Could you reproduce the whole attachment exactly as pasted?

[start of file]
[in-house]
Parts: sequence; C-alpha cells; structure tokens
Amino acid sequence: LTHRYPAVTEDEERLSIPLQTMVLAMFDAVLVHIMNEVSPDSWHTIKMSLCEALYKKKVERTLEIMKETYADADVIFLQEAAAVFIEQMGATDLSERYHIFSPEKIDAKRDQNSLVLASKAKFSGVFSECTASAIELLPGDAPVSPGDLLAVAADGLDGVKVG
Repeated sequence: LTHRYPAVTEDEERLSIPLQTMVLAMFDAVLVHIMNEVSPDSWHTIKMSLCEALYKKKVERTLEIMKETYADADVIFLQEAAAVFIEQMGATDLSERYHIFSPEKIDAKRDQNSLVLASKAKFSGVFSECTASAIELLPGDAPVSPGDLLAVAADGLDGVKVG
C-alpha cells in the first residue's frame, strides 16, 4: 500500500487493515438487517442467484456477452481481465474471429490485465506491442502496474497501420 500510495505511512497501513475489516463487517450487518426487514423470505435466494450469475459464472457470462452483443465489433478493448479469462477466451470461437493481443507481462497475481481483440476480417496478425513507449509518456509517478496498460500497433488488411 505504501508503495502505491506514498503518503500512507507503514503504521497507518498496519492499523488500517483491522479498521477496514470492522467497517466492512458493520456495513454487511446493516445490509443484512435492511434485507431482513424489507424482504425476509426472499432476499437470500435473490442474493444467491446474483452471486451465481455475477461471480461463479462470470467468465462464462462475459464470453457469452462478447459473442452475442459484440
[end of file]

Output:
[in-house]
Parts: sequence; C-alpha cells; structure tokens
Amino acid sequence: LTHRYPAVTEDEERLSIPLQTMVLAMFDAVLVHIMNEVSPDSWHTIKMSLCEALYKKKVERTLEIMKETYADADVIFLQEAAAVFIEQMGATDLSERYHIFSPEKIDAKRDQNSLVLASKAKFSGVFSECTASAIELLPGDAPVSPGDLLAVAADGLDGVKVG
Repeated sequence: LTHRYPAVTEDEERLSIPLQTMVLAMFDAVLVHIMNEVSPDSWHTIKMSLCEALYKKKVERTLEIMKETYADADVIFLQEAAAVFIEQMGATDLSERYHIFSPEKIDAKRDQNSLVLASKAKFSGVFSECTASAIELLPGDAPVSPGDLLAVAADGLDGVKVG
C-alpha cells in the first residue's frame, strides 16, 4: 500500500487493515438487517442467484456477452481481465474471429490485465506491442502496474497501420 500510495505511512497501513475489516463487517450487518426487514423470505435466494450469475459464472457470462452483443465489433478493448479469462477466451470461437493481443507481462497475481481483440476480417496478425513507449509518456509517478496498460500497433488488411 505504501508503495502505491506514498503518503500512507507503514503504521497507518498496519492499523488500517483491522479498521477496514470492522467497517466492512458493520456495513454487511446493516445490509443484512435492511434485507431482513424489507424482504425476509426472499432476499437470500435473490442474493444467491446474483452471486451465481455475477461471480461463479462470470467468465462464462462475459464470453457469452462478447459473442452475442459484440